How many of those babies lived to become adults?

Of the adults, how many died before the age of 40?

Our proximity to death, the frequency with which we experience it both first hand and through our neighbors, the fact of mortality which cannot be ignored day-to-day drives family growth, I think. Perhaps I am in error again. Perhaps too many variables are at play in these life decisions to consider in a simple blog post.

The other day my husband was wondering about friends nearing retirement who choose career and lifestyle over having children. “Do you think they regret it now?” he mused. We’ve known several couples with no children of their own who nonetheless take on vital roles in the lives of children through service organizations, churches, and nieces and nephews as well. Engaging the next generation in these ways can be very fulfilling and part of our nonprofit work in Africa.

Still, an old proverb says “Like arrows in the hand of a warrior, So are the children of one’s youth. How blessed is the man whose quiver is full of them.” Quivers of the time reportedly held five arrows as a rule, yet we only have four. Hmm. Yes, only God knows what all influences our decisions.

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Kristin King is an author and nonprofit co-founder currently living in Holland. She is currently promoting her first crowdfunded project. Please stop by Congo VBS 2016 and join the crowd.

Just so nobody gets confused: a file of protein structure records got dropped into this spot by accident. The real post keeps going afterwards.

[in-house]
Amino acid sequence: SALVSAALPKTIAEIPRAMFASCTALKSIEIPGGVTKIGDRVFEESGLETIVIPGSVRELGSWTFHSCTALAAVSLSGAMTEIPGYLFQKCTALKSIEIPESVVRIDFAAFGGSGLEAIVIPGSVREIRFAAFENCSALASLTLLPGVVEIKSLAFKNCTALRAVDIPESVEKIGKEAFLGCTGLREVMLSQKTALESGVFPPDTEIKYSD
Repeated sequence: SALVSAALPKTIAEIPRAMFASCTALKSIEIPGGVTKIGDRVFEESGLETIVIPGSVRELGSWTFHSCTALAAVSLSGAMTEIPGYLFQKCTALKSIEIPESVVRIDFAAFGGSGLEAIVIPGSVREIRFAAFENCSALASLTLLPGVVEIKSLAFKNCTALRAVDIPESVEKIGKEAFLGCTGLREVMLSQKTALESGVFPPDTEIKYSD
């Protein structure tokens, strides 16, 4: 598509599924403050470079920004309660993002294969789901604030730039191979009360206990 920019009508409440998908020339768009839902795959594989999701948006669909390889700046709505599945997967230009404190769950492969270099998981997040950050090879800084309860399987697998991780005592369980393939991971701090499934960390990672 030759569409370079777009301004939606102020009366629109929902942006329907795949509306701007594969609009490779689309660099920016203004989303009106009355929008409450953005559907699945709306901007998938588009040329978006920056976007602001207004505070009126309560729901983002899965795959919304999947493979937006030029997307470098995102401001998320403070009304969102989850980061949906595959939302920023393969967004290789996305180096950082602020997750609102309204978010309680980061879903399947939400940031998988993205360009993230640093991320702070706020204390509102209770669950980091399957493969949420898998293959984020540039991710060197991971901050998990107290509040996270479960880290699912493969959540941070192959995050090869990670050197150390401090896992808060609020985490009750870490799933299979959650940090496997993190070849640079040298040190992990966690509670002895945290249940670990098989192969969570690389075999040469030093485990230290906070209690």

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Posted by on June 1, 2016 in Living in Holland, Moments

 

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Soldier’s Goodbye

Screen Shot 2015-07-27 at 3.04.27 PM(Guest Post by Ryan King)

When I returned from my first tour in Afghanistan in late 2005 I was having a hard time relaxing. I felt tense and on edge most of time. They told us this was common post-deployment behavior and would slowly go away. Someone recommended simply having ‘alone time’ or ‘relax time.’ It seemed ridiculously simple, but I tried it anyway. I would sit outside alone and simply relax for an hour or so a week. Sometimes it was with a cigar or a pipe or a beverage. Alone time became a once a week routine that I have kept up for over a decade. But I wasn’t really alone. At least not until tonight.